Italian broadcast stalwart Popi Bonnici reflects on sports production past, present and future

Italian broadcasting legend Popi Bonnici

Italian broadcasting legend Popi Bonnici

Popi Bonnici’s CV is hugely impressive and spans more than 30 years of high-profile work in broadcasting. Among his prominent previous roles are broadcast & media consultant for Inter FC, consultant for Mapei Stadium, media and broadcast consultant for Juventus FC, and project and multimedia archive consultancy for Juventus FC. Today he serves as chief of editorial television coverage, Lega Serie A 2015-2016.

With his company Tau Media, he has worked on a number of landmark projects, including broadcast infrastructure at Turin’s Juventus Stadium, which was opened in 2011. “In five years of operation, no upgrade has been necessary at the Juventus Stadium. Our project design was managed with architects to harmonise the structural part. The result was complete wiring in fiber and triax copper to enable shooting in SD, HD and even 4K. In fact, anywhere in the stadium there is the chance to leverage the existing wiring, whilst remote production is based on the IP protocol and fast Ethernet networks.”

The Juventus Stadium installation indicates what is now rapidly becoming a standard structure for new stadiums, whereby equipment is located in one place while system management is undertaken hundreds of metres – or even thousands of kilometres! – away.

“There are already many examples, such as the NBA Replay Center in New Jersey. All the images from the various playing fields come to the control centre and [so] referees can determine whether there has been an irregularity or not. Then they refer that image to the relevant stadium to certify the presence of that irregularity. Everything is managed through Ethernet networks.”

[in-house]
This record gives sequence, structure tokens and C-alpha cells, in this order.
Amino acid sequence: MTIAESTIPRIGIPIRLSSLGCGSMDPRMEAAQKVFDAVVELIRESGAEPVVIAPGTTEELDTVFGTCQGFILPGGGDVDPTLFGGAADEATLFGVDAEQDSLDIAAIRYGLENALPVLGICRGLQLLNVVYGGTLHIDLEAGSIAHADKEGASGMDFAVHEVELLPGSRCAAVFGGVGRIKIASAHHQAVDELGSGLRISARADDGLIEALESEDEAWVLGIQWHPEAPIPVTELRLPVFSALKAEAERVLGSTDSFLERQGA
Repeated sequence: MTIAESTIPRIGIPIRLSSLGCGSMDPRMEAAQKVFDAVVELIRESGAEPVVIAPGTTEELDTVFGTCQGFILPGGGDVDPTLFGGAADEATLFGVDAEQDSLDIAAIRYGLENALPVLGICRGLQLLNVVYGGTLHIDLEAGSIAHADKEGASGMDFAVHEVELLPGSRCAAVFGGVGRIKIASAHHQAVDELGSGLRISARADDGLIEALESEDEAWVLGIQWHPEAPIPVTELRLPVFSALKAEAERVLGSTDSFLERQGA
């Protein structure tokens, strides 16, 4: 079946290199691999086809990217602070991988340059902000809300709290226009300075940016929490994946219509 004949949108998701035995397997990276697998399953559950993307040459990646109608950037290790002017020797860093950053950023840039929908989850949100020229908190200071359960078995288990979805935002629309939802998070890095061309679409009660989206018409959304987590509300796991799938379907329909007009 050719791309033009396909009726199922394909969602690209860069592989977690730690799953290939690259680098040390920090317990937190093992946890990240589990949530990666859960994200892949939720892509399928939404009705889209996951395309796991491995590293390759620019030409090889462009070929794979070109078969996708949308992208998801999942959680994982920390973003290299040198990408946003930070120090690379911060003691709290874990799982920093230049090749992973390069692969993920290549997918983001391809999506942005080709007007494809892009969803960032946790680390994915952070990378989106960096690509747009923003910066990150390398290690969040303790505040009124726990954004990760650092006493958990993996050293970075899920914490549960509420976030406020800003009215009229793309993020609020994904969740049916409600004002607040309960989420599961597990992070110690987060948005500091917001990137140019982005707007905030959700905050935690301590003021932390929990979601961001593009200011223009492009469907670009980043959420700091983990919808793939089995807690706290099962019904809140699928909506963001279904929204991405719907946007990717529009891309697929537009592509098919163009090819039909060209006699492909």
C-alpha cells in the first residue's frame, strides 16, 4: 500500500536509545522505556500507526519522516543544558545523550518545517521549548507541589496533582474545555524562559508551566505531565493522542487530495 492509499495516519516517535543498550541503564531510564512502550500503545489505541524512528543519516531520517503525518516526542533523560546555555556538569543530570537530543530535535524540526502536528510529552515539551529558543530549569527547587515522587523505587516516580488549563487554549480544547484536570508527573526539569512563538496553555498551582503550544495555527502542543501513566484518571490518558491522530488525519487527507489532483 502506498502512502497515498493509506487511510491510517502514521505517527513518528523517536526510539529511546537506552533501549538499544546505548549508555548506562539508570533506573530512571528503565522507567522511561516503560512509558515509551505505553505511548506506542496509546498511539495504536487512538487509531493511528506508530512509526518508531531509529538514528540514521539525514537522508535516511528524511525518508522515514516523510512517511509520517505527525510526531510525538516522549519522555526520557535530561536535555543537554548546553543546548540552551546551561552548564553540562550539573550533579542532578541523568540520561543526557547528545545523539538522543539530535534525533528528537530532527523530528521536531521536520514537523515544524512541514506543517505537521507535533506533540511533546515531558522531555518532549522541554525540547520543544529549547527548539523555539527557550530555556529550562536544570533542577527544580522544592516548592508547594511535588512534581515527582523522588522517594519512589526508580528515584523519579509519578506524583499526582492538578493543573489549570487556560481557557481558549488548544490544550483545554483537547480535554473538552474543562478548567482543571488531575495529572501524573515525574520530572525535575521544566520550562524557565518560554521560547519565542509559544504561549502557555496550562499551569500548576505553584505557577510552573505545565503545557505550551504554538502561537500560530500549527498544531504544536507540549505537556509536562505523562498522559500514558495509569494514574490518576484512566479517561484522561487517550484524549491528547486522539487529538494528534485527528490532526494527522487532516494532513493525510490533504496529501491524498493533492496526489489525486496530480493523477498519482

Remote production possibilities

This production scheme could be repeated in other situations as well – for example a broadcast centre dedicated only to replay.

“Assume 10 replay machines are used at three different times in the same day,” says Bonnici. “Instead of binding up to 10 operators who must be physically present in the different venues, we can now [coordinate a smaller number of operators] in a single replay centre placed in a strategic location. From there it is possible to control easily the various equipment that is used in different stadiums. Hence the efficiency of any system is multiplied.

“Already today some ‘light’ remote production tests have been made and one of these was for the Italian Lega Pro, which installed two cameras on each field connected to a production centre via Ka-Sat. From this one location the director is able to switch between shots as required and construct the story they want to tell.

“Physically only the cameras and operators need to be on the field. Everything else – graphics, insets, replays, etc – can be added in a remote production centre.”

Camera operator skills

Bonnici continues: “It is no coincidence that a camera operator needs to be on the field since his or her eye off the viewfinder can see much more than what the director sees on a monitor in the control room. The camera operator may suggest images on occasion during crucial situations.

“The main trend is not so much to reduce staff but to improve the efficiency of a broadcast system. The technology will reduce the number of people in the field but they can never be replaced altogether.”

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